After reading the Diakur’s intentions, one can confirm that his message hasn’t quite translated as expected. While using machine learning to teach an avatar to do a backflip seems tedious and quite possibly requires a lot of self-determination, so does actually learning to do a backflip yourself. Using an avatar to do something that you are too scared to do hardly seems like a way to face your fears and aim for excellence in your goals.

Still from Backflip (Nikita Diakur, 2022).

The main flaw of the film is treating the learning of the avatar as if it was the learning of the person. The avatar is not the person, hence the user experience will not be the same. If you consider that an avatar doing a backflip is the same as yourself doing so, you can just do a backflip in a video game and save yourself three years of model training.

Is it really worth it to use three years of your life to teach an avatar to do a backflip when you could do it yourself if you train for that same amount of time? Ultimately, this seems like a gameplay about programming an avatar. Quirky, but with a very limited message.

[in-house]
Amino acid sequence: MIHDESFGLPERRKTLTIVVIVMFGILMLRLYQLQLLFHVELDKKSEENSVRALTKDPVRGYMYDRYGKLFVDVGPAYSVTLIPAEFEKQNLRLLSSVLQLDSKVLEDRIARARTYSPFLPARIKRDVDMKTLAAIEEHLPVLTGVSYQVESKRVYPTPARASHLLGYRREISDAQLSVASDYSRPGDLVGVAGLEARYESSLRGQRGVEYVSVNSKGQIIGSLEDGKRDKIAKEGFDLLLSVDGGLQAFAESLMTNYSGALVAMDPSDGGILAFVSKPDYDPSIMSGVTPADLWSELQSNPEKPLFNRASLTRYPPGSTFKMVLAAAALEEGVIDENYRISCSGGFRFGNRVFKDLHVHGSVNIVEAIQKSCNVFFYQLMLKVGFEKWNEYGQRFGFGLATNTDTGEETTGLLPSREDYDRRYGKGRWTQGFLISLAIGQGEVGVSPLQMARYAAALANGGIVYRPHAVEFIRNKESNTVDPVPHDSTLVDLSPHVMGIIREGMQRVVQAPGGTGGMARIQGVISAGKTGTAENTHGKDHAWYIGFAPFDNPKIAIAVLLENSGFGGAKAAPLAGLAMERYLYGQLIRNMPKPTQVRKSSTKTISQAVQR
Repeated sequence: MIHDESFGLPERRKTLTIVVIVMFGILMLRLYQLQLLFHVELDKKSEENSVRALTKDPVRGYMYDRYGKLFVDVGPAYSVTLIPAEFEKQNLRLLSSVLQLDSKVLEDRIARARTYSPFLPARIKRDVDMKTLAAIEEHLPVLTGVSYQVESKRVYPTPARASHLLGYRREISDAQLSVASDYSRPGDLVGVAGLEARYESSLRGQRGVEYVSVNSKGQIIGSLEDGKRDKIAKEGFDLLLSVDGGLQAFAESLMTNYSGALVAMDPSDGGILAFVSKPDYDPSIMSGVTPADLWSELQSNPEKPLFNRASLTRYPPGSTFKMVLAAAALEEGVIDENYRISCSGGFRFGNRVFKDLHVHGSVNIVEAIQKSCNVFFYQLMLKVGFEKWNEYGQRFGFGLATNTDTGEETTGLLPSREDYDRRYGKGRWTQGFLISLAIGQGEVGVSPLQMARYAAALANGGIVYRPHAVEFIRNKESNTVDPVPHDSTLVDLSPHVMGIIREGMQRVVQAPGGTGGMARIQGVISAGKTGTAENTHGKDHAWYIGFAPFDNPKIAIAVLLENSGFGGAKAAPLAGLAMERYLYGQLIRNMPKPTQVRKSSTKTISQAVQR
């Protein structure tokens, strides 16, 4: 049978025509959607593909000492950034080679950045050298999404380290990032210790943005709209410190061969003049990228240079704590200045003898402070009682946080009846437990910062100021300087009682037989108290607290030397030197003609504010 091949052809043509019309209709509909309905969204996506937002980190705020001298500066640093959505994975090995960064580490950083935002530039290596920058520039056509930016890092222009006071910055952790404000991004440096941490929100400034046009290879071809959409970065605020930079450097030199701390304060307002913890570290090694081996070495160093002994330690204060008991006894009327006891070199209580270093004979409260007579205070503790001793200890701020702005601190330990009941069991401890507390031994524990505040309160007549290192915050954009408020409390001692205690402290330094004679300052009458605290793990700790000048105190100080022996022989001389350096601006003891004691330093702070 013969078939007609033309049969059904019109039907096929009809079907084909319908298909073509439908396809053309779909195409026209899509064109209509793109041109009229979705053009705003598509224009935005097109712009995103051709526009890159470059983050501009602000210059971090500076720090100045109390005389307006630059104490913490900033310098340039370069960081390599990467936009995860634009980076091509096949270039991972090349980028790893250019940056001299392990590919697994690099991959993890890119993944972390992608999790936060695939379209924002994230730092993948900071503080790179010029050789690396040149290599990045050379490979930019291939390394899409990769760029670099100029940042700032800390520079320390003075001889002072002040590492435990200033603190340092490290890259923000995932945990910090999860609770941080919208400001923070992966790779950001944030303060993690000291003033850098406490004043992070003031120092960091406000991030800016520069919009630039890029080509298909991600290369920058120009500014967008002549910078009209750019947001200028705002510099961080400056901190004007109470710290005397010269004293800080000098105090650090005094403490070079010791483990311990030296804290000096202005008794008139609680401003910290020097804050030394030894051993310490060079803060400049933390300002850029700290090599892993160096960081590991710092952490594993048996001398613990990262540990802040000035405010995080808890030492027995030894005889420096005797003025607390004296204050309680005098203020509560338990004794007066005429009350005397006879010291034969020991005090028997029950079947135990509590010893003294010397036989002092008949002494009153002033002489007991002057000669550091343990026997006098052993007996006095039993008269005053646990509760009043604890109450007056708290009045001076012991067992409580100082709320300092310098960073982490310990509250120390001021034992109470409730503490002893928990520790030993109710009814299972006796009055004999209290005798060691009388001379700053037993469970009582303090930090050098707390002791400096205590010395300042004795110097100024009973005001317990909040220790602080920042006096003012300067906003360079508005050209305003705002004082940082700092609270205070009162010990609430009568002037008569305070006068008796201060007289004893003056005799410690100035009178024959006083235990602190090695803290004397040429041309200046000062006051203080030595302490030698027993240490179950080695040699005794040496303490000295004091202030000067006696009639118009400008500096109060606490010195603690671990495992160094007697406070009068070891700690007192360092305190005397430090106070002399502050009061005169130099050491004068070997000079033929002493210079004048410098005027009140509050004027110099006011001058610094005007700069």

Polar Bears of Perth

Synopsis

A journey through the different representations of polar bears throughout history and how these animals are a constant reminder of the ecological crisis.

Man Proposes God Disposes by Edwin Landseer. Wikimedia.
(Painting mentioned and shown in Polar Bears of Perth, 2024)

Review

Polar Bears of Perth is much like the documentaries you can find on nature channels: the research is extensive and pertinent; the content shows a beautiful balance of data, anecdotes and opinions; and the topic could not be more relevant. The narrative is captivating from minute one and the message is clear, concise and critical.

The reason why this piece is so hypnotising, other than the topic itself, is the editing. The construction of this mini-documentary is absolutely gorgeous. The overlapping of effects, images, sounds and words creates a wonderful experience that, although tragic in meaning, is really attractive in form.

The Bears’ Courtship by William Walls. Greenland, oil on canvas, c.1910, Perth Museum and Art Gallery. (Painting mentioned and shown in Polar Bears of Perth, 2024)